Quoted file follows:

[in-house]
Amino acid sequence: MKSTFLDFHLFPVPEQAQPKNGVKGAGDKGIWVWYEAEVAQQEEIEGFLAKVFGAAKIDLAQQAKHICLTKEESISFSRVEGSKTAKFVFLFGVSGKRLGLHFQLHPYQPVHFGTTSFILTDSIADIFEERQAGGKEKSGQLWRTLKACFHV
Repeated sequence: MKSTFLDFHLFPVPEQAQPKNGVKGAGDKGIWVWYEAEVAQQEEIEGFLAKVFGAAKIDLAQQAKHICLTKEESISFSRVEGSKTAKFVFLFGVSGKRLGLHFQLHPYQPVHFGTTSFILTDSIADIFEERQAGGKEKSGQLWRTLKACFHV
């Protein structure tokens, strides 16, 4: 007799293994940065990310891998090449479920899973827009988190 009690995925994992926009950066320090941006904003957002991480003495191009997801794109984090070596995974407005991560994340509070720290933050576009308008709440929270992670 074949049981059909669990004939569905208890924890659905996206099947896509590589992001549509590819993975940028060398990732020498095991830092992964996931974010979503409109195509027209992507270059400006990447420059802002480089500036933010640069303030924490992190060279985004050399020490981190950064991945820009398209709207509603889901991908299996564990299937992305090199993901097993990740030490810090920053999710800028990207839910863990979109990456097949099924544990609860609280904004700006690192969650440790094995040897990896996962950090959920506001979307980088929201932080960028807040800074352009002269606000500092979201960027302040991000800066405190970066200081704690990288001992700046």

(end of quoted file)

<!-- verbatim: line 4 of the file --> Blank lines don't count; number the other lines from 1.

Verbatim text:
């Protein structure tokens, strides 16, 4: 007799293994940065990310891998090449479920899973827009988190 009690995925994992926009950066320090941006904003957002991480003495191009997801794109984090070596995974407005991560994340509070720290933050576009308008709440929270992670 074949049981059909669990004939569905208890924890659905996206099947896509590589992001549509590819993975940028060398990732020498095991830092992964996931974010979503409109195509027209992507270059400006990447420059802002480089500036933010640069303030924490992190060279985004050399020490981190950064991945820009398209709207509603889901991908299996564990299937992305090199993901097993990740030490810090920053999710800028990207839910863990979109990456097949099924544990609860609280904004700006690192969650440790094995040897990896996962950090959920506001979307980088929201932080960028807040800074352009002269606000500092979201960027302040991000800066405190970066200081704690990288001992700046």